On starting Earthling’s, Kwok and his business partner Lee talked about a friend who was the one who inplanted the idea for the shop.
“Her dream was to open a cafe and one day she just nonchalantly said why not has our own coffee place since we all love it so much.”
He explained that since he came to Kuching quite often, he decided to move here indefinitely and see what opportunities but it was also the year tragedy struck, as that was also the year their friend passed away.
“Since Kenny and I loved coffee, and we also wanted to remember our friend, we decided to pursue her dream and open this cafe.
“There was a multitude of factors involved including the fact that we both loved good coffee and good coffee places here aren’t easy to find as there aren’t that many.
“Add on the fact that it is really hard to find the gadgets over here for making coffee (unlike Australia), it sort of all falls in place.”
Talking on the specialty coffee that is blooming, Kwok highlighted the focus going way beyond just espressos and lattes – back to the source such as processing (cherry stage, farming), which basically brings in a whole new era to coffee.
While Earthling’s may not be the first in Kuching in terms of being a single origin coffee roaster and server, Kwok said they were on a mission to educate Kuchingites the difference between a good brew and a bad one.
“We may not be the first but those who were here earlier than us in terms of using single origin beans, used different methods of extraction from ours.
“We respect them of course for bringing it into Kuching but there’s so much more to the third wave than just single origin coffee beans.
“Compared to our competitors, I am not sure how much are they into the coffee itself because for us, that is the main focus. A good distinguishing factor between the rest and us is that we roast our own beans here.
“Aside from the fancy latte art and the whole ‘hipster’ package, we also carefully examine every shot that we pull through.
“We are constantly trying to improve as we understand that there is no perfect cup, let alone the subjectivity of the matter, but science have it that there is a range of what people like.
“Reason for this is because of the coffee bean we’re not drinking 100 per cent of it, we are only extracting 18 to 22 per cent of the coffee mass as the rest will taste disgusting. Hence the reason sometimes you get disgusting bitter coffee, which has been over extracted,” Kwok said.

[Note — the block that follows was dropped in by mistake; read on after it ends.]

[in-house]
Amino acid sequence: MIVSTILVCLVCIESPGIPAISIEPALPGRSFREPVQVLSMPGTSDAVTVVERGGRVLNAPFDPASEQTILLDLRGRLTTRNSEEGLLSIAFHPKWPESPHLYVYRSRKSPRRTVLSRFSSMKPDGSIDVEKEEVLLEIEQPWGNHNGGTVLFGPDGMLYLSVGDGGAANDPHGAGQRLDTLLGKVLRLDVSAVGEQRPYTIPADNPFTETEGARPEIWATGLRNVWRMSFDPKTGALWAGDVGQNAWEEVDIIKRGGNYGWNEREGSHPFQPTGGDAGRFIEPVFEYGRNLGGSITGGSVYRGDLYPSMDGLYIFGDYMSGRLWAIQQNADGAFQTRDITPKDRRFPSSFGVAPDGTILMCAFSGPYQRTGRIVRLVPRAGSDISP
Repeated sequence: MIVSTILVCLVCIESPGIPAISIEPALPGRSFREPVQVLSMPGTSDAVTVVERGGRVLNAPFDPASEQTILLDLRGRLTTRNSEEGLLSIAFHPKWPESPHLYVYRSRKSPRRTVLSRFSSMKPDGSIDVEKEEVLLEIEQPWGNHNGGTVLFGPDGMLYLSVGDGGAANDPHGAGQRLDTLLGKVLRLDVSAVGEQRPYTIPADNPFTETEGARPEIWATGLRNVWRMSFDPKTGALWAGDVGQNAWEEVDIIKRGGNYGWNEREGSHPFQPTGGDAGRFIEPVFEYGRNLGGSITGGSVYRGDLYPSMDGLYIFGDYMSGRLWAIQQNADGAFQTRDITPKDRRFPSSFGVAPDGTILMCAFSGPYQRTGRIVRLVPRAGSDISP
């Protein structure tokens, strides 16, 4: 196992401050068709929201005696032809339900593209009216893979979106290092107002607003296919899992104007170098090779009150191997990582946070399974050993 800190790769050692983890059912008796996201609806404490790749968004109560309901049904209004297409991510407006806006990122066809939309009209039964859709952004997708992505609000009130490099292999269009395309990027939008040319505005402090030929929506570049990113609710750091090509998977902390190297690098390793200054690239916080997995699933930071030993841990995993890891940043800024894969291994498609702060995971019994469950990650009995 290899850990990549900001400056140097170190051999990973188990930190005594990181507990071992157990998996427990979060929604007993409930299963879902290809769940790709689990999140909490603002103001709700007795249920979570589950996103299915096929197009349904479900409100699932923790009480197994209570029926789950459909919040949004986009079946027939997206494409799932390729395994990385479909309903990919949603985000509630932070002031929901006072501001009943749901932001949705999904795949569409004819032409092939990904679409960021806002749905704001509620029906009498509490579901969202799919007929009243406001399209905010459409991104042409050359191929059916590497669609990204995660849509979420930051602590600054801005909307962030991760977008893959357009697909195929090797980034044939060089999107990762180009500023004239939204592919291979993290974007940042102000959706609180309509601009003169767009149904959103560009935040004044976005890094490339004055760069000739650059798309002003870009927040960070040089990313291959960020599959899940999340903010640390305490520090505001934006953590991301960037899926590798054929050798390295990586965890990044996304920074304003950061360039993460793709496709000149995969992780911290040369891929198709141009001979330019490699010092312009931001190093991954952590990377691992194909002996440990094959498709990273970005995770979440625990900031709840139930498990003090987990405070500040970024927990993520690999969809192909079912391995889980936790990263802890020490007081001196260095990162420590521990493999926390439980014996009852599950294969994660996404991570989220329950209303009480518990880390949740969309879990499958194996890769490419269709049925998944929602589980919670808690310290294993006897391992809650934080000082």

“Knowing well that there is a range for everyone’s perfect cup, and there is science behind it, we are striving to achieve to reach that range with every brew we serve.
“This is also part of the third wave as they bring science behind it and not only rely purely on one’s own senses.”
To further emphasise this, he added, “We try to control our variables per shot. We also try to keep a log on what goes in and what comes out merging both senses and science.”
With the much-needed accreditation from the right bodies, Kwok revealed it took much longer and more expensive than originally expected. However, he was also relatively surprised at the turnout.
“Business was better than expected where it had gone to the point where we had to expand it.
“Initially we only had the inside area but due to the overwhelming response, we added more tables outside and now we even had to expand it a second time within a matter of months of opening.
“The biggest surprise was that most of our clientele were not regular mall goers but more towards coffee lovers who have heard about us via word-of-mouth.
“This shows the growing appreciation for specialty coffee in the local scene.”
The Coffee Clinic: The story of music and coffee beans
In a society where fusion is the new ‘in’ thing, The Coffee Clinic hypes on this trend by merging specialty coffee with music thanks to the owner’s connection to the local music scene.
Dennis Ting, one of the three co-owners of the cafe located at Jalan Song, revealed to BizHive Weekly the idea for the shop which formed thanks to the difference between its three owners.
“I personally had no experience in the food and everage industry, except for working as a waiter while studying overseas.
“But seeing the trend booming overseas as well as in KL, I brought the idea up with my nephew and current business partner, Joseph Ting, this could be a good idea for a venture.”
Dennis highlighted that the third wave coffee boom is still a recent phenomena in Malaysia, with KL only starting to see coffee cafes mushrooming about five years ago.
“I was in KL for a number of years, and ten years ago there weren’t any stores like this. There was only places like Coffee Bean and Starbucks.”
This sparked the idea for Dennis to initiate such a concept in Kuching, supported by the three co-owners’ professional works which they often tap into for meetings.
“Since Joseph and another partner, Lau Kiew Yung have a lot of business associates, we thought of starting this project to benefit them.
“Even if the business does not take off, it can be utilised as a meeting place for their own circle of friends or associates. To our surprise, the business ended up better than expected,” he enthused.
“Despite being fairly new to this scene, we are always learning new things – either by studying it or even visiting established cafes when we travel. In face, we have become good friends with other stores such as Earthling’s.”